The reputation Latitude festival has built makes it hard to believe that 2008 is still only its third year.
In the introduction to the official programme, festival boss Melvin Benn states the festival ‘has blossomed into everything I dreamed it could be’, and it’s hard to believe exactly what the festival has blossomed into in such a short period of time. Coming to offer a line up spanning music, art, literature, comedy, theatre and poetry, it spans further than the usual mainstream festival we come to see across the circuit, combining a ‘festival of musical harmony’ with ‘artistic and creative beauty’.
If you’re fortunate enough to have been to the festival, skip the introduction and get straight into the review, as you will know it really is difficult to put Latitude into words, and will have experienced first hand just everything this distinctly unique festival has to offer. Set on a lake, in a forest in Suffolk’s beautiful Henham Park, upon entering the site on the festivals opening day, Thursday, it is instantly apparent it offers something uniquely different. After settling down, amidst the trees, each individually lit a variety of shades of lighting, in front of the fountain on the lake illuminated by a mesmerising light show drawing many snap happy a festival goer, just how much organisation goes into this spectacle.
Delving into the aforementioned festival programme shows an attention to detail unrivalled across the Latitude's peers, with each offering on the line up given a meticulous write up necessary across a bill as diverse as is offered, proving to be more a bible of what Latitude has to offer. Drinking out of the pint glass given in return for a £2 deposit highlights just why you can settle down next to the lake amidst in excess of 14,000 people and there not be a single abandoned plastic pint glass in sight. And the sheer fact of how different this festival of the ‘cream of music and arts’ begins to set in.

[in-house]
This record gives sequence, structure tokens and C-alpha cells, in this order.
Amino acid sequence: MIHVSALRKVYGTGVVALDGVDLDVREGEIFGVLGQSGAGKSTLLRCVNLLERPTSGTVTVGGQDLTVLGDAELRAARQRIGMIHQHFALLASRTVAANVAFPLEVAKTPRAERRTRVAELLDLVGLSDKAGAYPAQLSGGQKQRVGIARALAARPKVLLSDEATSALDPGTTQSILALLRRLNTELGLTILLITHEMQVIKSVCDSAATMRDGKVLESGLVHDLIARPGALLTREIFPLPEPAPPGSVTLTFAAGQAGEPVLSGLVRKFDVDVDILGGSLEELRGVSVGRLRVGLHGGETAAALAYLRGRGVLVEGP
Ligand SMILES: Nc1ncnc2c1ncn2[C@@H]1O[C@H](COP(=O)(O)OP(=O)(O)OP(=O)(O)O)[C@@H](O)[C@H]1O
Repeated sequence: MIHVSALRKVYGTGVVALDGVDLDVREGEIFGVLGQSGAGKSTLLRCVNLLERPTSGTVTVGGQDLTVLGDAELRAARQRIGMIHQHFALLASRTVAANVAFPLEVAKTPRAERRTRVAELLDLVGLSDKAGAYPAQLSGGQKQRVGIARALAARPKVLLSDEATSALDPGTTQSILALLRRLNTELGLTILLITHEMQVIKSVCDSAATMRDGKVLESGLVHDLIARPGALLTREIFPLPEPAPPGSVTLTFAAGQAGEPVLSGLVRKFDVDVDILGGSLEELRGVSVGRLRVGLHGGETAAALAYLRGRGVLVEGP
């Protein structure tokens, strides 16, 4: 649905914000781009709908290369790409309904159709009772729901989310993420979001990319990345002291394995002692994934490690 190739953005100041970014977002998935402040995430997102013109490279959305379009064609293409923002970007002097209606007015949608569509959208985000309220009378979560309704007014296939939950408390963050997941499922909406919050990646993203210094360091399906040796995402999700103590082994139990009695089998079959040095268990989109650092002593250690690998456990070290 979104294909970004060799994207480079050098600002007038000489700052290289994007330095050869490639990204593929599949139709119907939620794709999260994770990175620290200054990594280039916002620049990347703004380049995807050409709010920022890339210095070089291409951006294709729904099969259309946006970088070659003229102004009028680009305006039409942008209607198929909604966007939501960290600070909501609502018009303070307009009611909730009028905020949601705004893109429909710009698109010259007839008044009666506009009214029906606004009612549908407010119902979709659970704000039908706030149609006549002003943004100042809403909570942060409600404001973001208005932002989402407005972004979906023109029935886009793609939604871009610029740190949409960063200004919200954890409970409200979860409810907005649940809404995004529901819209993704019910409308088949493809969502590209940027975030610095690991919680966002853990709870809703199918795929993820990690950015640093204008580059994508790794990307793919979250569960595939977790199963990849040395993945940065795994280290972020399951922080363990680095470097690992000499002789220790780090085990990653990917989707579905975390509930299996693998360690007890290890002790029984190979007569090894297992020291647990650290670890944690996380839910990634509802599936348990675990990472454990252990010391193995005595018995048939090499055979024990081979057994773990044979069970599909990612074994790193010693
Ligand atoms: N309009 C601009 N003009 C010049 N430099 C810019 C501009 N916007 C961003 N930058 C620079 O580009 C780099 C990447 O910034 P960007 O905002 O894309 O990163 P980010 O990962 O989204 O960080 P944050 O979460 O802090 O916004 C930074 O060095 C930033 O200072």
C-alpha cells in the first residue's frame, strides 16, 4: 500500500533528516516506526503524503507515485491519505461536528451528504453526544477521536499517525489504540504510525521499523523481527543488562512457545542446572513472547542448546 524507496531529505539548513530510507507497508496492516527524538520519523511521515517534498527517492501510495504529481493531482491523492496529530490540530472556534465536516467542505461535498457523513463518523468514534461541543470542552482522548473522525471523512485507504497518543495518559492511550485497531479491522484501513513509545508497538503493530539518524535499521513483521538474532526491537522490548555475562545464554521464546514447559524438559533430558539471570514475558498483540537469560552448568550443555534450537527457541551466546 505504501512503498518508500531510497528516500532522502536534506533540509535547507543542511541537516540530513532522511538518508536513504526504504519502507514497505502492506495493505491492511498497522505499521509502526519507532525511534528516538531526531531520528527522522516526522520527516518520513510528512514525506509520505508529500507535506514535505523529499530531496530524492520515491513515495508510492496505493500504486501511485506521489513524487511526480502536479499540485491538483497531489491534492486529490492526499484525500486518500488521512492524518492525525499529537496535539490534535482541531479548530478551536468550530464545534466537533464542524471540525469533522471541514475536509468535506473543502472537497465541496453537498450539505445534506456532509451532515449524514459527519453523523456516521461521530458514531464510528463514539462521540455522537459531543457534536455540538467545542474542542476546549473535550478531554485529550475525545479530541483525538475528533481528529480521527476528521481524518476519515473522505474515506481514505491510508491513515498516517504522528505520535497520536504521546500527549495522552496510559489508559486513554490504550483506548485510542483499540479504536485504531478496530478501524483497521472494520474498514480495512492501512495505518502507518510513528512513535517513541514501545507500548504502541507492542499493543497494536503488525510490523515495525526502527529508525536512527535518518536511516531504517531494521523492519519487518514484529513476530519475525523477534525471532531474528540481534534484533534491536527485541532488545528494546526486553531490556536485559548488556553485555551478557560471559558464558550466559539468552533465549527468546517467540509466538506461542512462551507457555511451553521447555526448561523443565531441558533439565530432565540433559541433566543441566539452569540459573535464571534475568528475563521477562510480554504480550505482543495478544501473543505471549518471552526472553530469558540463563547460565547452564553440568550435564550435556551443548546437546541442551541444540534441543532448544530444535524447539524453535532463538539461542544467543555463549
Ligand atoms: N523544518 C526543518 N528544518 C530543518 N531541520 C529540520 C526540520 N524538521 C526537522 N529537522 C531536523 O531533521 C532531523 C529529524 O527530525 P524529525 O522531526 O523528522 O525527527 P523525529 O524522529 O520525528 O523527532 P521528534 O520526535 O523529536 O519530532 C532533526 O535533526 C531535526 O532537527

As the stages open on a sunny Friday afternoon, the chance is offered to see some new bands on the On The Lake stage, curated by Huw Stephens, now a mainstay of the summer festival circuit with his travelling BBC Introducing stage. The afternoon’s highlight of a list of names only familiar to a true anorak of Huw’s entourage are Leicestershire five piece Kyte. As the sun beats down on a beautiful Latitude, Kyte present the sound of a prolonged sonic boom with intermittent dreamy sequences, it is obvious the band take inspiration from Latitude’s Saturday headliners Sigur Ros. The clouds draw in and the question is raised as to whether the band are somewhat of a one trick pony, however, as if sensing this feeling of doubt, as frontman Nick Moon introduces the band as only having two more tracks to play, bassist Ben Cox hits us with a deep driving groove showcasing a darker edge to the tripped out landscape. As the last track fades out with a similar feeling, it is still obvious Kyte possess a talent for songwriting in a manner that creates an atmosphere that grips to the core, at times presenting the most melodic shoegaze you could come to dream of.